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 (plĕb′ĭ-sīt′, -sĭt)
1. A direct vote in which the entire electorate is invited to accept or refuse a proposal: The new constitution was ratified in a plebiscite.
2. A vote in which a population exercises the right of national self-determination.

[French plébiscite, from Latin plēbiscītum : plēbis, genitive of plēbs, the people; see pelə- in Indo-European roots + scītum, decree, from neuter past participle of scīscere, to vote for, inchoative of scīre, to know; see skei- in Indo-European roots.]

ple·bis′ci·tar′y (plə-bĭs′ĭ-tĕr′ē, plĕb′ĭ-sĭt′ə-rē) adj.
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References in periodicals archive ?
As with all the electoral processes in the Chavez era, and despite the fact that in this case the elections were only for mayors and council members, a plebiscitary logic was present, albeit with less weight than in the presidential elections.
Wilson, the first president to criticize America's Founding, was especially impatient with the separation of powers, which he considered, as Obama does, an affront to his duel grandeur: The president is a plebiscitary tribune of the entire people, monopolizing true democratic dignity that is denied to mere legislators.
A step toward this goal could be to establish popular referenda by relocating the plebiscitary initiative from State institutions to citizens.
On the Monday evening, when the first results were known, the spokesman for the Central Committee, Jan Bisztyga, appeared on the television evening news, sitting side by side with Solidarity's Janusz Onyzszkiewicz, and Mr Bisztyga said: 'The elections had a plebiscitary character and Solidarity won a clear majority.
Or shall we consider the primaries a mere top-down mechanism, in which the 'public' is summoned to give plebiscitary legitimation to a pre-selected leader, emerging from the struggle between internal elites?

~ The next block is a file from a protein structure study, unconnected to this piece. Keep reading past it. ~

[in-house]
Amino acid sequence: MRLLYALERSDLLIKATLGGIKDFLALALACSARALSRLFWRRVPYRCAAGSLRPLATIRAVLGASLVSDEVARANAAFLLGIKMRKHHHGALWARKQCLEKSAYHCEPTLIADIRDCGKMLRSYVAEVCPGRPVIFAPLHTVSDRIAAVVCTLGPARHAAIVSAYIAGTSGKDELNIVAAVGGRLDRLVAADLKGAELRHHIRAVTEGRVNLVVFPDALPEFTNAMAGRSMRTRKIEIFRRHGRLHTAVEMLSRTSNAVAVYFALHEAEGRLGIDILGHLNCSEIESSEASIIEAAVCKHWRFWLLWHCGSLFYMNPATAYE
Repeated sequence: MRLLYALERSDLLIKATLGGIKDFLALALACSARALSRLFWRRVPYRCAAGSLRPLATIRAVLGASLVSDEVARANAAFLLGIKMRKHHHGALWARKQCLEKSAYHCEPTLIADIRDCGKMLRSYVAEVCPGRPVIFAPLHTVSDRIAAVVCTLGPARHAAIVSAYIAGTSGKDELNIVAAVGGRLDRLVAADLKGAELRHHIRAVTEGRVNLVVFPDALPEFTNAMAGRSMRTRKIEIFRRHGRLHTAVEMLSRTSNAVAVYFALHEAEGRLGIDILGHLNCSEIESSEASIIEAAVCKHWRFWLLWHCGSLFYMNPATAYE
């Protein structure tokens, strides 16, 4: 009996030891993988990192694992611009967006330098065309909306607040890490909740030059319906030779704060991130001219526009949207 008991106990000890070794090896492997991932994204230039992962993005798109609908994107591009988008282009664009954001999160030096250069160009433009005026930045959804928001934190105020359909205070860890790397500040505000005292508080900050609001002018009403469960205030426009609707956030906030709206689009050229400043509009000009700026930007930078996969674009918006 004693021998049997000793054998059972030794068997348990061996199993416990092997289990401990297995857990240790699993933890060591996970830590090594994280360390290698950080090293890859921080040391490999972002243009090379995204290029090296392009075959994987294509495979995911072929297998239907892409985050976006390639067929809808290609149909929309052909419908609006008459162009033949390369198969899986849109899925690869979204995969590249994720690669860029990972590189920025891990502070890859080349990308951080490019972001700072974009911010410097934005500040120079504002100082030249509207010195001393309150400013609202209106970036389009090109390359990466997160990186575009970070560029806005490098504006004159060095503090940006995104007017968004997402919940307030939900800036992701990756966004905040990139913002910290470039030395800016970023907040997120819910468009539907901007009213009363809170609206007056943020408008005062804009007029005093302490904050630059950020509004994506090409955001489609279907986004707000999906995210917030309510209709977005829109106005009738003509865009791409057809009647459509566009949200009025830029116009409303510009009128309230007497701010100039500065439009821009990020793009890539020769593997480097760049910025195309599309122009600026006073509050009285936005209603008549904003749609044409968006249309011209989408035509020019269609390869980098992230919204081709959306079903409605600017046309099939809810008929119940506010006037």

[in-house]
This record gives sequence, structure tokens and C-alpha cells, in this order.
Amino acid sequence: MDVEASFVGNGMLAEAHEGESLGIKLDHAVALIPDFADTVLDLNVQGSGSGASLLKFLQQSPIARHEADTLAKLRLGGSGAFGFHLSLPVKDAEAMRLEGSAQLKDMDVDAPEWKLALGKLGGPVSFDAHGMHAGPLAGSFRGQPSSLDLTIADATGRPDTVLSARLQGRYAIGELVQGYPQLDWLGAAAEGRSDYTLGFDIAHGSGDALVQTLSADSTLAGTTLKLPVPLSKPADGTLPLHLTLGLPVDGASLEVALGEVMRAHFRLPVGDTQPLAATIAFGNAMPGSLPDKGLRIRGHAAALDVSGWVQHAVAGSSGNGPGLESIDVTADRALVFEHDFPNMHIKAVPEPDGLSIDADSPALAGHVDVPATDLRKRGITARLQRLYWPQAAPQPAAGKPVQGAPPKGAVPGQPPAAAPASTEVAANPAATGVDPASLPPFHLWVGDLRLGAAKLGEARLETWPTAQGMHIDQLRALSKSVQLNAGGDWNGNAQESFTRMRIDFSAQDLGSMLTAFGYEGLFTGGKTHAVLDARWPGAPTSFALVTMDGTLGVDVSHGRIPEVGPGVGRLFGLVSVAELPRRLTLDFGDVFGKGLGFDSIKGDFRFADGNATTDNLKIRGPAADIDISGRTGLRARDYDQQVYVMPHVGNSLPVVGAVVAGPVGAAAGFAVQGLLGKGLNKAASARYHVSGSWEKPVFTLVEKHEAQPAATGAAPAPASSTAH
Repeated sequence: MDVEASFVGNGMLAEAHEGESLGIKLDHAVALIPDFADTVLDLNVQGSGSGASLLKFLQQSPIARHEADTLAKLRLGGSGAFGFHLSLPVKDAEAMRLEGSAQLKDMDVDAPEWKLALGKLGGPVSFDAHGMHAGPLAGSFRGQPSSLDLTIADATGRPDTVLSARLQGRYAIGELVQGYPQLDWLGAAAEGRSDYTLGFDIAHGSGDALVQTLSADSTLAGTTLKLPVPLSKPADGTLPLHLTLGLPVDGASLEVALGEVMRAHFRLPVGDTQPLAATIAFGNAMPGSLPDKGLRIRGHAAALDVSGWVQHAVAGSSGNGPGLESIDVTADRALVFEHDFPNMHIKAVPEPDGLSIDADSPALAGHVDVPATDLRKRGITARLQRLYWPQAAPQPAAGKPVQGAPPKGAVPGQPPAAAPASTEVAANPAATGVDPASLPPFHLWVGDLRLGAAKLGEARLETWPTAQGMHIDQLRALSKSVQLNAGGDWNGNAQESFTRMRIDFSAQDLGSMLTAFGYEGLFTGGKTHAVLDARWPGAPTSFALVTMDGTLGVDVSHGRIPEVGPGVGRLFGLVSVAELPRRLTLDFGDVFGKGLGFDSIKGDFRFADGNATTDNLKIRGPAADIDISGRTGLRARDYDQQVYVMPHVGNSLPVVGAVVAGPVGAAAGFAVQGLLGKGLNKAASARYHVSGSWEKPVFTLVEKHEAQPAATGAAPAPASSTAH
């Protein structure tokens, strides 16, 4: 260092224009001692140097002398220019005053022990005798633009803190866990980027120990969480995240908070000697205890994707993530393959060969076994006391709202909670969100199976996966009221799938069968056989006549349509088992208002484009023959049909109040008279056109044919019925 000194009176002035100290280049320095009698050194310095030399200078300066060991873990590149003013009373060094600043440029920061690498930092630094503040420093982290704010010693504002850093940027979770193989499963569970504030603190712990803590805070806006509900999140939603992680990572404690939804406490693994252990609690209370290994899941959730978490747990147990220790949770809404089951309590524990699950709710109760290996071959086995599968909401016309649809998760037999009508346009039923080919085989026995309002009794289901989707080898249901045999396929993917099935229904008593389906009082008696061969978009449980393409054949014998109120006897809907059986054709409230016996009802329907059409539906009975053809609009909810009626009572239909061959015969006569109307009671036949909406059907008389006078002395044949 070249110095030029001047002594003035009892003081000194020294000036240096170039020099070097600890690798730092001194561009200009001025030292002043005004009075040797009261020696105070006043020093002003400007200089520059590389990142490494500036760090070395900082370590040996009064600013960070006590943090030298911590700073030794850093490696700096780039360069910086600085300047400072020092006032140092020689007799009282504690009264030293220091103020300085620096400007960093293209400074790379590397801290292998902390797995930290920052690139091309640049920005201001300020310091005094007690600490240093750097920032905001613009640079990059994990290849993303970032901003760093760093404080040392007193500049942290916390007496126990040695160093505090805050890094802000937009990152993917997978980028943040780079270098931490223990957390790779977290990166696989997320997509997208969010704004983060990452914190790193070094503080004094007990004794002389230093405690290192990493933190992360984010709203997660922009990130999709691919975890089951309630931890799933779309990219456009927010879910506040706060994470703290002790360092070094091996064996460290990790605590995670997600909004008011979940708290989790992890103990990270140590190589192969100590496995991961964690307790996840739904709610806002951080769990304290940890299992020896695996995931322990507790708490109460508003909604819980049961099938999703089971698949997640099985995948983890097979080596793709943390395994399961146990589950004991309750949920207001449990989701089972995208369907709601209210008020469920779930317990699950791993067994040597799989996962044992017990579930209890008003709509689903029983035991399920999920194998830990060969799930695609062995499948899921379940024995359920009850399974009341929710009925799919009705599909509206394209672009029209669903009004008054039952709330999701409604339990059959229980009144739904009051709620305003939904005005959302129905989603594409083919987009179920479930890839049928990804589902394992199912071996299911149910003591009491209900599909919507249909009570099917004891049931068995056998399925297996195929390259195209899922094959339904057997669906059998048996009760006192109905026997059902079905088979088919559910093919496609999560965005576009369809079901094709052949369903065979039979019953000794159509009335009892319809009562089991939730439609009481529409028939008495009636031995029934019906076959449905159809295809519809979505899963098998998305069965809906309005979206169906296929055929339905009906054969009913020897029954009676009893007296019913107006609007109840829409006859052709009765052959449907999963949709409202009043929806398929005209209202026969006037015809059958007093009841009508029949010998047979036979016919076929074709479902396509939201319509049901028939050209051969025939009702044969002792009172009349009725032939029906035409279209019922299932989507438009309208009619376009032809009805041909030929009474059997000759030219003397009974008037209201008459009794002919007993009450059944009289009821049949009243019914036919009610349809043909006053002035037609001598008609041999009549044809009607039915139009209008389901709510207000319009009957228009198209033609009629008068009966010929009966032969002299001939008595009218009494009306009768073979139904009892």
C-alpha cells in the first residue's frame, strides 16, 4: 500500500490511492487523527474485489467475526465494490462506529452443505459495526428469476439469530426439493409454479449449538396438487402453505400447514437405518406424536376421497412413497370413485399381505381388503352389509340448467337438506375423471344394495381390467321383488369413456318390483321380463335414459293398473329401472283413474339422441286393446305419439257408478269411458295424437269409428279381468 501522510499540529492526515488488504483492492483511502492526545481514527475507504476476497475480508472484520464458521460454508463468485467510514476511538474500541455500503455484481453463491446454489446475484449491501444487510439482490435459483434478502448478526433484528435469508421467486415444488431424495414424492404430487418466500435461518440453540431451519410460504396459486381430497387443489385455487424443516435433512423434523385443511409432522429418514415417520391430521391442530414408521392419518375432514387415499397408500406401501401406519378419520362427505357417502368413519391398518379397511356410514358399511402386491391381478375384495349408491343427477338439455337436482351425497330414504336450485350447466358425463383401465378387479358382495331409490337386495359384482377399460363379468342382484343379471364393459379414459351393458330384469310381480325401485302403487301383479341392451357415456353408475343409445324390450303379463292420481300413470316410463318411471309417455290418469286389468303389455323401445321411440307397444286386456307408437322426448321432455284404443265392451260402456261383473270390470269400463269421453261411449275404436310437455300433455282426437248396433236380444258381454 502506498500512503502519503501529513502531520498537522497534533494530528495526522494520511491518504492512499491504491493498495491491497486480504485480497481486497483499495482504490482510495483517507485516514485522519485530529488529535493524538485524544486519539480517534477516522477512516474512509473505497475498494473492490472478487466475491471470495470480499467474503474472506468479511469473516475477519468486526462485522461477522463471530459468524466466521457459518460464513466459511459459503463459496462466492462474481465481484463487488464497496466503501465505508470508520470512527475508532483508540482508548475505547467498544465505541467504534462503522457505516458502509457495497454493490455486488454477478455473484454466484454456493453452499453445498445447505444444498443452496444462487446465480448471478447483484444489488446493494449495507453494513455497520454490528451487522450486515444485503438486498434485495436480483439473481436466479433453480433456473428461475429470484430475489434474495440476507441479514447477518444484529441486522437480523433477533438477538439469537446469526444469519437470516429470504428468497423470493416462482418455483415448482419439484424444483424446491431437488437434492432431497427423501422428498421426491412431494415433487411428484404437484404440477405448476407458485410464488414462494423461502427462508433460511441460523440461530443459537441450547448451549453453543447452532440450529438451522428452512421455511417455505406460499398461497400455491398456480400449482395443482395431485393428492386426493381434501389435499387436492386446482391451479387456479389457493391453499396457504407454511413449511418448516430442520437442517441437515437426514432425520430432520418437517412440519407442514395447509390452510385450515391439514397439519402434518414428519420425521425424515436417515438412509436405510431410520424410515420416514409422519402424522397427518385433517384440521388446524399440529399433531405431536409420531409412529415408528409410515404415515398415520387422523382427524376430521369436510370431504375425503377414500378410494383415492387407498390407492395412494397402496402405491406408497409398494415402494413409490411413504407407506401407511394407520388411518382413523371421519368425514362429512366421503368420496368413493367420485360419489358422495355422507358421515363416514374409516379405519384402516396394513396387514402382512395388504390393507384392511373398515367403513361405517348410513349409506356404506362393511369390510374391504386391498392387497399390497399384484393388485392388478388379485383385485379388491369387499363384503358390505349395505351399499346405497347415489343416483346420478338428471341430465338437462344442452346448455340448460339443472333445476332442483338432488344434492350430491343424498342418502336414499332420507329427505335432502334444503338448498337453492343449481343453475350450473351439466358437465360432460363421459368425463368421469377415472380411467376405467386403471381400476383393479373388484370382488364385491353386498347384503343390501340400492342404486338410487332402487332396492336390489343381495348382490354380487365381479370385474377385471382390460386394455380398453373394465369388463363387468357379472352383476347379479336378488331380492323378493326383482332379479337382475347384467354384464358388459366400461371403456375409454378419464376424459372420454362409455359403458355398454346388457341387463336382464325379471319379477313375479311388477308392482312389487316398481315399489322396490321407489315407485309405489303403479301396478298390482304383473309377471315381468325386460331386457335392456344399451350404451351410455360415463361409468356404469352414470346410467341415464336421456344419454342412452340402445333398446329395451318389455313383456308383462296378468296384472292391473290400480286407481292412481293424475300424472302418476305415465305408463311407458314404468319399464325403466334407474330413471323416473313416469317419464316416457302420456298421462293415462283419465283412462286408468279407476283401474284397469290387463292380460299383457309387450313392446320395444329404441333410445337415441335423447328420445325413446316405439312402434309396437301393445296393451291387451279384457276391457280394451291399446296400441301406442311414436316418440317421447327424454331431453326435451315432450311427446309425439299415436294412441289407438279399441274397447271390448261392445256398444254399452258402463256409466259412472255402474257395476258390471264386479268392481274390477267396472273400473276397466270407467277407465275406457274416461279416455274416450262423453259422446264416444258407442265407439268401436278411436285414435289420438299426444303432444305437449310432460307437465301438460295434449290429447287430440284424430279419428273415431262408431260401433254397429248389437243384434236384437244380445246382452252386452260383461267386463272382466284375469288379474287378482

In 1959, conservative political scientist James Burnham, in Congress and the American Tradition, wrote that "the political death of Congress would mean plebiscitary despotism for the United States in place of constitutional government, and thus the end of political liberty.
We as lawyers have realized with clear concerns that Turkey is moving towards a plebiscitary authoritarian regime.
He regretted the "abdication of Congress" and predicted that "the political death of Congress would mean plebiscitary despotism for the United States in place of constitutional government, and thus the end of political liberty" (Burnham 1959, 277, 352).
Constant argues that a modern liberal state needs both forms of liberty, but also emphasises that ancient liberty must evolve: For the modern state, unlike the Greek polis or the Roman Republic, is ill-suited to the direct and plebiscitary forms of political participation known to the ancient; and yet the fate of individual liberty, as Rousseau also understood, remains inextricably linked with political liberty and with the ideal of self-government.
For this reason, constitutional changes are difficult and are meant to be difficult, typically requiring a combination of super majorities, ratification at both levels of government or even plebiscitary approval.
Despite the unsuccessful experiments with plebiscitary state constitutions, however, the newly independent nation was thriving.
The united national Romanian state was constituted during an internal revolutionary process through plebiscitary meetings, within a favourable international context, when the auto determination right became an international right and when the great empires disappeared.